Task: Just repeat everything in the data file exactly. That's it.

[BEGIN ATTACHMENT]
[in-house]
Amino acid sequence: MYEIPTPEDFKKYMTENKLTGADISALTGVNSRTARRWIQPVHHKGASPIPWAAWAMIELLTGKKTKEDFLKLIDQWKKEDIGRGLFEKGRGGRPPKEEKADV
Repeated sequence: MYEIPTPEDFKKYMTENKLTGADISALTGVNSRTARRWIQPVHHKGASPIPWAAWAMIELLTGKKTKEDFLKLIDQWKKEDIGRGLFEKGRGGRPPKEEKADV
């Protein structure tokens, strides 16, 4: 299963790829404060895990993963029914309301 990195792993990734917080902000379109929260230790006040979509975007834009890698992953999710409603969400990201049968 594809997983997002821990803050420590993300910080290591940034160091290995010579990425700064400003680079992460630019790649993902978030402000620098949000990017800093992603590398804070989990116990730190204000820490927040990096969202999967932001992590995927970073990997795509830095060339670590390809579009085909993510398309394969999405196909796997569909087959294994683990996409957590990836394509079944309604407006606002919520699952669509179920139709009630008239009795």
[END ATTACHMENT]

[in-house]
Amino acid sequence: MYEIPTPEDFKKYMTENKLTGADISALTGVNSRTARRWIQPVHHKGASPIPWAAWAMIELLTGKKTKEDFLKLIDQWKKEDIGRGLFEKGRGGRPPKEEKADV
Repeated sequence: MYEIPTPEDFKKYMTENKLTGADISALTGVNSRTARRWIQPVHHKGASPIPWAAWAMIELLTGKKTKEDFLKLIDQWKKEDIGRGLFEKGRGGRPPKEEKADV
């Protein structure tokens, strides 16, 4: 299963790829404060895990993963029914309301 990195792993990734917080902000379109929260230790006040979509975007834009890698992953999710409603969400990201049968 594809997983997002821990803050420590993300910080290591940034160091290995010579990425700064400003680079992460630019790649993902978030402000620098949000990017800093992603590398804070989990116990730190204000820490927040990096969202999967932001992590995927970073990997795509830095060339670590390809579009085909993510398309394969999405196909796997569909087959294994683990996409957590990836394509079944309604407006606002919520699952669509179920139709009630008239009795």